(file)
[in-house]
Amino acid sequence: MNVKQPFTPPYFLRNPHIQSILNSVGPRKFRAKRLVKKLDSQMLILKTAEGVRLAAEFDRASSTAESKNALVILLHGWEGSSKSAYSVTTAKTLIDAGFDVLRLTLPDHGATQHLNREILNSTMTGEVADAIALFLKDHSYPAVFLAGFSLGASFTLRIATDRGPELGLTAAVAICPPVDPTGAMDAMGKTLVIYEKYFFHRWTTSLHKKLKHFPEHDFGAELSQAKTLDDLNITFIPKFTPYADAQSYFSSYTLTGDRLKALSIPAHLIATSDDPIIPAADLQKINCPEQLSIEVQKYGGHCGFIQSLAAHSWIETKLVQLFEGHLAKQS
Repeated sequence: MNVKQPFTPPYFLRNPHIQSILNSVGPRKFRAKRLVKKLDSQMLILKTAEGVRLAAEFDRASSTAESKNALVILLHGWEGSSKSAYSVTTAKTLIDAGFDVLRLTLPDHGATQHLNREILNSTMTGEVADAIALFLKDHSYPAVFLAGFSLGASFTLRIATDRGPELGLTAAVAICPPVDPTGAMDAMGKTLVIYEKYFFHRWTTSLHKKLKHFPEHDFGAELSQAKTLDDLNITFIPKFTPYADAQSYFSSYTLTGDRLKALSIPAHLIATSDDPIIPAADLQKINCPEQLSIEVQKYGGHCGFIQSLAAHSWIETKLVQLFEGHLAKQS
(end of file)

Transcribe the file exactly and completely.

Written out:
[in-house]
Amino acid sequence: MNVKQPFTPPYFLRNPHIQSILNSVGPRKFRAKRLVKKLDSQMLILKTAEGVRLAAEFDRASSTAESKNALVILLHGWEGSSKSAYSVTTAKTLIDAGFDVLRLTLPDHGATQHLNREILNSTMTGEVADAIALFLKDHSYPAVFLAGFSLGASFTLRIATDRGPELGLTAAVAICPPVDPTGAMDAMGKTLVIYEKYFFHRWTTSLHKKLKHFPEHDFGAELSQAKTLDDLNITFIPKFTPYADAQSYFSSYTLTGDRLKALSIPAHLIATSDDPIIPAADLQKINCPEQLSIEVQKYGGHCGFIQSLAAHSWIETKLVQLFEGHLAKQS
Repeated sequence: MNVKQPFTPPYFLRNPHIQSILNSVGPRKFRAKRLVKKLDSQMLILKTAEGVRLAAEFDRASSTAESKNALVILLHGWEGSSKSAYSVTTAKTLIDAGFDVLRLTLPDHGATQHLNREILNSTMTGEVADAIALFLKDHSYPAVFLAGFSLGASFTLRIATDRGPELGLTAAVAICPPVDPTGAMDAMGKTLVIYEKYFFHRWTTSLHKKLKHFPEHDFGAELSQAKTLDDLNITFIPKFTPYADAQSYFSSYTLTGDRLKALSIPAHLIATSDDPIIPAADLQKINCPEQLSIEVQKYGGHCGFIQSLAAHSWIETKLVQLFEGHLAKQS